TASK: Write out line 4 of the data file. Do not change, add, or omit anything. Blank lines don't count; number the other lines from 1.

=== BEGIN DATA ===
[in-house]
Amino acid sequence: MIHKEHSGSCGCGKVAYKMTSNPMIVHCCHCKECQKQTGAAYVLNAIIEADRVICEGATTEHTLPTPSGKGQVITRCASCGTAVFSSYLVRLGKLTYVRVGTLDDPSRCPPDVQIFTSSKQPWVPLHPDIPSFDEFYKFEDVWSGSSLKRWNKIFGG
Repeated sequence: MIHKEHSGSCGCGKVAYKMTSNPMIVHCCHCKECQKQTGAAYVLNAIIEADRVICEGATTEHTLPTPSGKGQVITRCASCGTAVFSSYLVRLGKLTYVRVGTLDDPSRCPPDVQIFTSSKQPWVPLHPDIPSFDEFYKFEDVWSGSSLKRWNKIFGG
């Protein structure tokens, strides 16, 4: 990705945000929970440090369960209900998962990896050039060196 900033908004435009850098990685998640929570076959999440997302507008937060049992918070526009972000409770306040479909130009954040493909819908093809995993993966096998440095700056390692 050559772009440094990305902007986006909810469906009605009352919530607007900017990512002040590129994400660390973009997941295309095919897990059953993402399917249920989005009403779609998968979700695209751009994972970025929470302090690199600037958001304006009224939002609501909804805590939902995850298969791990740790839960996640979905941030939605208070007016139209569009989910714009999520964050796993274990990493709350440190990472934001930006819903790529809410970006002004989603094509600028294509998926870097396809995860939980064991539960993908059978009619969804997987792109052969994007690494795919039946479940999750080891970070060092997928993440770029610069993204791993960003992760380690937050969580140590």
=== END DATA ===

């Protein structure tokens, strides 16, 4: 990705945000929970440090369960209900998962990896050039060196 900033908004435009850098990685998640929570076959999440997302507008937060049992918070526009972000409770306040479909130009954040493909819908093809995993993966096998440095700056390692 050559772009440094990305902007986006909810469906009605009352919530607007900017990512002040590129994400660390973009997941295309095919897990059953993402399917249920989005009403779609998968979700695209751009994972970025929470302090690199600037958001304006009224939002609501909804805590939902995850298969791990740790839960996640979905941030939605208070007016139209569009989910714009999520964050796993274990990493709350440190990472934001930006819903790529809410970006002004989603094509600028294509998926870097396809995860939980064991539960993908059978009619969804997987792109052969994007690494795919039946479940999750080891970070060092997928993440770029610069993204791993960003992760380690937050969580140590």